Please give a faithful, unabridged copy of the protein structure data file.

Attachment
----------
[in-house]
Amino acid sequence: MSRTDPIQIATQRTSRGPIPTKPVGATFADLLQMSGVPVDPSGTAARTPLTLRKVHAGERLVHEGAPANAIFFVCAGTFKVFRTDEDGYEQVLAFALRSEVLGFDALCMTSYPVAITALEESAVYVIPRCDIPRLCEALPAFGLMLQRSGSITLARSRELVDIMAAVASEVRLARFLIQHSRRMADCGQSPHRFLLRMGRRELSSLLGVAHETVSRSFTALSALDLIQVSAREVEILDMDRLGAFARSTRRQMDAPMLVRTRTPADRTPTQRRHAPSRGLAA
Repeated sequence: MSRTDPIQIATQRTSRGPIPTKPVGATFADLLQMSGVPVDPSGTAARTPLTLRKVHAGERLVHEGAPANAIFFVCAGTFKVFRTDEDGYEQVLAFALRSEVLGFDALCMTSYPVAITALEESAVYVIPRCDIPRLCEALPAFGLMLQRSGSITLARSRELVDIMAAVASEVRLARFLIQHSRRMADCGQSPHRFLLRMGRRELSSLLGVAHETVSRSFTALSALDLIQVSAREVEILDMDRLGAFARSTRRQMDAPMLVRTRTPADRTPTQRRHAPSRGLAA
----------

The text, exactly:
[in-house]
Amino acid sequence: MSRTDPIQIATQRTSRGPIPTKPVGATFADLLQMSGVPVDPSGTAARTPLTLRKVHAGERLVHEGAPANAIFFVCAGTFKVFRTDEDGYEQVLAFALRSEVLGFDALCMTSYPVAITALEESAVYVIPRCDIPRLCEALPAFGLMLQRSGSITLARSRELVDIMAAVASEVRLARFLIQHSRRMADCGQSPHRFLLRMGRRELSSLLGVAHETVSRSFTALSALDLIQVSAREVEILDMDRLGAFARSTRRQMDAPMLVRTRTPADRTPTQRRHAPSRGLAA
Repeated sequence: MSRTDPIQIATQRTSRGPIPTKPVGATFADLLQMSGVPVDPSGTAARTPLTLRKVHAGERLVHEGAPANAIFFVCAGTFKVFRTDEDGYEQVLAFALRSEVLGFDALCMTSYPVAITALEESAVYVIPRCDIPRLCEALPAFGLMLQRSGSITLARSRELVDIMAAVASEVRLARFLIQHSRRMADCGQSPHRFLLRMGRRELSSLLGVAHETVSRSFTALSALDLIQVSAREVEILDMDRLGAFARSTRRQMDAPMLVRTRTPADRTPTQRRHAPSRGLAA